A smattering of news from around the China sports world today:
Yi’s exit leaves Chinese hoops floundering (Reuters, via Guardian Unlimited)
Track and Field: What are the Chinese medal prospects for Beijing? (IAAF.org)
China-born Li named top US athletics coach for guiding Lagat (AFP) [Editor's note: Bernard Lagat's double gold medal in the 1500 and 5000 meter races at this year's world championships were astonishing. Lagat called James Li, his coach, a "technical genius" for planning the strategy that allowed Lagat, a naturalized Kenyan-born American, to win two hot, humid, tactical races in the pressure of a world championship event. My personal sports highlight of the year.]
Adidas taps punch-bag art, Muhammad Ali to spread Olympic fever (Bloomberg.com)
China to host convention on sport science, August 1-5, 2008 (Xinhuanet)
Badminton: China on track for Olympics despite poor results – coach (Guardian UK)
Curling (yes, curling)
Chinese curling attracts younger crowd (China Daily)
So many news clips, so little time.
World University Games (Universade):
The Chinese team had a great Universade, winning the medal count with 32 golds and 87 total medals.
A year out from the Beijing Olympics, China wins University Games gold race (International Herald Tribune)
A memorable Universade for hosts (The Nation – Thailand)
Universade concludes, China topping medal standings (China View)
Involvement of colleges leads China sports to sustainable development (People’s Daily Online)
China on way to sports system transformation (People’s Daily Online)
Nice haul for Canada at Bangkok Universade (Winnipeg Free Press) Editor’s note: This article isn’t about China, but I’m feeling a little guilty at not having posted more news of the World University Games (Universade) while they were being contested, so this is the CSB’s attempt at a touch of penance…it’s a great event, one that China has hosted in the past, and one well worth paying attention to.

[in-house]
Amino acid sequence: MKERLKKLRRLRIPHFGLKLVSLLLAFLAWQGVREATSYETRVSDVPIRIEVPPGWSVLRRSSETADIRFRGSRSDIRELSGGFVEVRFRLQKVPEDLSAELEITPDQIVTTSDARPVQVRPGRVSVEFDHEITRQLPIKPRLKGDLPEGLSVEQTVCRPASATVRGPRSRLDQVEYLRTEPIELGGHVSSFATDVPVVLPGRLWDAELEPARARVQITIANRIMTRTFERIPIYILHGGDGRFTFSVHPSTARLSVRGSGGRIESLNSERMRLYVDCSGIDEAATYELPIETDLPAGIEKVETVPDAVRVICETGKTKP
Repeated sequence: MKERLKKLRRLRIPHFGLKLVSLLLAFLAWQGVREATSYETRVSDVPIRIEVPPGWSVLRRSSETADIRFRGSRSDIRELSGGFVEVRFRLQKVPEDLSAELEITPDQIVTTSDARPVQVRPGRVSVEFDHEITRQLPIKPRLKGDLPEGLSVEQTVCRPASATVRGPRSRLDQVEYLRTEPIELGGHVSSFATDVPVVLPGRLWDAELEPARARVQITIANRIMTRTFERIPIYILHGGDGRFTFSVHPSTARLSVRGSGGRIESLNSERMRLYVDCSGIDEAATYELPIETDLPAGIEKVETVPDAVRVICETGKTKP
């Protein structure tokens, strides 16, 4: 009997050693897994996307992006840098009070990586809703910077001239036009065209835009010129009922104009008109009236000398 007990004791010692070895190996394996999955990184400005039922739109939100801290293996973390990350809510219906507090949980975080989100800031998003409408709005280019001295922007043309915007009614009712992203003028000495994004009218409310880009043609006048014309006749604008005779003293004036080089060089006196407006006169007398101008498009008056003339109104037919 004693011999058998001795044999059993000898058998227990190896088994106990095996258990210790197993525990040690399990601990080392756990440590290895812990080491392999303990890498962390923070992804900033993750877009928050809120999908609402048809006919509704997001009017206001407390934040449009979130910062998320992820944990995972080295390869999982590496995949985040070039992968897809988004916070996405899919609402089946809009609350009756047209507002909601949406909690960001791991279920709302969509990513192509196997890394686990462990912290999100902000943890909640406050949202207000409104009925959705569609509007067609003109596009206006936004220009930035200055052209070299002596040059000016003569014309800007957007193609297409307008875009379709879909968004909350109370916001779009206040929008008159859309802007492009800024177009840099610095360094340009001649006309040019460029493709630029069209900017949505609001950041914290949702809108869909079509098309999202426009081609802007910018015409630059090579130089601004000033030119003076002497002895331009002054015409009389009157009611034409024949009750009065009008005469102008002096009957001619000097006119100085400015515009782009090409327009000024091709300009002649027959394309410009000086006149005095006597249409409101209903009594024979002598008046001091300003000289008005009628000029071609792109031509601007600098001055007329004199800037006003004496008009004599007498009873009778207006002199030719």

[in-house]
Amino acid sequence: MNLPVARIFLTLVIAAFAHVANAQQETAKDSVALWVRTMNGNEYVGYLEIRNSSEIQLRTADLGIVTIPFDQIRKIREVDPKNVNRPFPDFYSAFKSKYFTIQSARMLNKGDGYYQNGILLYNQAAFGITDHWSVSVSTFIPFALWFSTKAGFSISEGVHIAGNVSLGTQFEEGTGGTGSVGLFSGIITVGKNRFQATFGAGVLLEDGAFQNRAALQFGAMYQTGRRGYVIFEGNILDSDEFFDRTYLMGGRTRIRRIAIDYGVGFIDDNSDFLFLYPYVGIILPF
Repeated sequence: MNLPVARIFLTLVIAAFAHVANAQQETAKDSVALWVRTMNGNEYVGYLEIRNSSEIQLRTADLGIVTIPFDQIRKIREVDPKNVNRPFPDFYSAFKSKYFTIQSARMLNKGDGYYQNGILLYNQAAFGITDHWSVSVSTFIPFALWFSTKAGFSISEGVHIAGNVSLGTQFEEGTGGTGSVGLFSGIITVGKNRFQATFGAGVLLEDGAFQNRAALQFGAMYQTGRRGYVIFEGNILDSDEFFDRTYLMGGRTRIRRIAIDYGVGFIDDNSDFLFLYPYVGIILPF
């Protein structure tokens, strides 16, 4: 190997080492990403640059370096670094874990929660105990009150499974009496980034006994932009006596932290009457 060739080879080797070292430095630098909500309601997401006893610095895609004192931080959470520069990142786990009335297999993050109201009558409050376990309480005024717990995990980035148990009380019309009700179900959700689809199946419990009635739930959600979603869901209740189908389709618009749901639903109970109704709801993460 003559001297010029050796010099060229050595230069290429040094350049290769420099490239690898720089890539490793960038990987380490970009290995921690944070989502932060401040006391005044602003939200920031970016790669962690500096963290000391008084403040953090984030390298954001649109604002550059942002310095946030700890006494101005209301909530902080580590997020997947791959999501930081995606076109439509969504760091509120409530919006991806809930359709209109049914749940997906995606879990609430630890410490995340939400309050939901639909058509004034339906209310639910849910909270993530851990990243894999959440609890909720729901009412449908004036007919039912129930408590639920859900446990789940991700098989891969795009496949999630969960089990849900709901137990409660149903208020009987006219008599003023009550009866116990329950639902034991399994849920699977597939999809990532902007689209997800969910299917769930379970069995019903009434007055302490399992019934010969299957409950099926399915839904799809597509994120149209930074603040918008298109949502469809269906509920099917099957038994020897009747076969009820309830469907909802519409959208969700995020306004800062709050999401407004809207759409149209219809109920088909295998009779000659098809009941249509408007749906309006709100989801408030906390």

World Badminton championships:
Trio of medals for China (SportingLife.com)
Report on Yan Zi in Montreal (Edmonton Sun) It’s old news now – Yan Zi lost after this article was posted – but it’s worth reading about how China’s stellar doubles player made it all the way to the singles semifinals against Justine Henin in Montreal from the qualifying rounds.
World Track and Field Championships (Starts Saturday August 25 in Osaka, Japan):
Sweet and sour taste of reality (The Herald) Coverage of the British national track and field team that will compete in Osaka, with some thoughts about 2008.
China hoping a strong comeback in athletics (Sri Lanka Daily News)
Yen for running (Times Online) Not a Chinese story, but a great feature on Britain’s Mara Yamauchi, her country’s top entry for the marathon at the world championships (fellow Briton and world record holder Paula Radcliffe had a baby in January and will not be competing in Osaka).
Summer Games are coming, but U.S. dominance is over (SportingNews.com)
Beijing sees Olympics as China’s shot at gold (Hollywood Reporter)
Olympic sailing test event: Report on the British team (SportingLife.com)
IT at Beijing Olympic Games to cost US$400 million (Washington Post)
Beijing’s weekend smog experiment (Blog entry at The Lede, New York Times)
More important than gold medals (Japan Times)
Olympic education for 400 million young people in China (International Olympic Committee)
IOC still believes in Beijing (BBC: Sport Editors’ Blog)
State Councilor urges better implementation of anti-doping regulation (People’s Daily Online)
WADA asks China to increase doping tests for athletes (Voice of America)
Smog casts a cloud over Beijing (BBC)
Coastal city pulsates with Beijing (People’s Daily Online)
The world championships in badminton are being held in Madrid this week, and as usual, China is dominating. Check out the event website for all of the latest news.
It’s official: China has won both the Thomas (men’s) and Uber (women’s) Cup team badmintonÂ competitions in Tokyo. Check out this report from the Asian Badminton Confederation with all the details.
The stars of the Chinese team include world number one on the men’s side, Lin Dan – a household name in China. Wikipedia has a decent biography of Lin Dan, which unfortunately won’t be accessible to readers inside the PRC. The Badminton Central Photo Gallery has some good shots of Lin in action.
Look for men’s and women’s badminton to be some of the hottest tickets in Beijing in 2008, along with men’s and women’s table tennis, and women’s volleyball. Those along with traditional Chinese powerhouse sports like gymnastics and diving…and don’t forget track and field on the night of the 110-meter hurdles final, where everyone expects Liu Xiang (who won yesterday in Tokyo) to be in the hunt for his second consecutive Olympic gold medal in the event.